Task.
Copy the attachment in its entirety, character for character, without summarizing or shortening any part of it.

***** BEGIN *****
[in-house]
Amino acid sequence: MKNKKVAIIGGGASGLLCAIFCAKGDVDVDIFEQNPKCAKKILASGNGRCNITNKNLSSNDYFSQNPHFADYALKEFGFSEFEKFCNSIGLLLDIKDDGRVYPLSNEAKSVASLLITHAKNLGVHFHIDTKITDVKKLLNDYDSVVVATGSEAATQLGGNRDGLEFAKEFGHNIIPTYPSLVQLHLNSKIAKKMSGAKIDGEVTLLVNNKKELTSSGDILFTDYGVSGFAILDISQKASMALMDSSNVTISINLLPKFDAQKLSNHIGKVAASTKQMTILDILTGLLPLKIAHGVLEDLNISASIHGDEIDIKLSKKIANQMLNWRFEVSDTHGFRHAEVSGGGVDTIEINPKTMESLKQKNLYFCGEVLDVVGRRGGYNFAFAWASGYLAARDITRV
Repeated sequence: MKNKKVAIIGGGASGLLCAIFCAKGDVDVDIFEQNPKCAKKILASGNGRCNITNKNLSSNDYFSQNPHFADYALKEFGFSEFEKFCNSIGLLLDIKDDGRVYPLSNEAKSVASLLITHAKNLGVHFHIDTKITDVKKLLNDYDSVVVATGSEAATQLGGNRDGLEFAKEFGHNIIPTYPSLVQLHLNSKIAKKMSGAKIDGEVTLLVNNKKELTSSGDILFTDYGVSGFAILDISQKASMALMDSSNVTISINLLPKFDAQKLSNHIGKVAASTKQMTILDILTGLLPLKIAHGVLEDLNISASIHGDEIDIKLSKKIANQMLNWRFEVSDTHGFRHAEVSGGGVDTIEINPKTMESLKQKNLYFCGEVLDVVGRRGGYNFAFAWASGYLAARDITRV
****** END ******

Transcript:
[in-house]
Amino acid sequence: MKNKKVAIIGGGASGLLCAIFCAKGDVDVDIFEQNPKCAKKILASGNGRCNITNKNLSSNDYFSQNPHFADYALKEFGFSEFEKFCNSIGLLLDIKDDGRVYPLSNEAKSVASLLITHAKNLGVHFHIDTKITDVKKLLNDYDSVVVATGSEAATQLGGNRDGLEFAKEFGHNIIPTYPSLVQLHLNSKIAKKMSGAKIDGEVTLLVNNKKELTSSGDILFTDYGVSGFAILDISQKASMALMDSSNVTISINLLPKFDAQKLSNHIGKVAASTKQMTILDILTGLLPLKIAHGVLEDLNISASIHGDEIDIKLSKKIANQMLNWRFEVSDTHGFRHAEVSGGGVDTIEINPKTMESLKQKNLYFCGEVLDVVGRRGGYNFAFAWASGYLAARDITRV
Repeated sequence: MKNKKVAIIGGGASGLLCAIFCAKGDVDVDIFEQNPKCAKKILASGNGRCNITNKNLSSNDYFSQNPHFADYALKEFGFSEFEKFCNSIGLLLDIKDDGRVYPLSNEAKSVASLLITHAKNLGVHFHIDTKITDVKKLLNDYDSVVVATGSEAATQLGGNRDGLEFAKEFGHNIIPTYPSLVQLHLNSKIAKKMSGAKIDGEVTLLVNNKKELTSSGDILFTDYGVSGFAILDISQKASMALMDSSNVTISINLLPKFDAQKLSNHIGKVAASTKQMTILDILTGLLPLKIAHGVLEDLNISASIHGDEIDIKLSKKIANQMLNWRFEVSDTHGFRHAEVSGGGVDTIEINPKTMESLKQKNLYFCGEVLDVVGRRGGYNFAFAWASGYLAARDITRV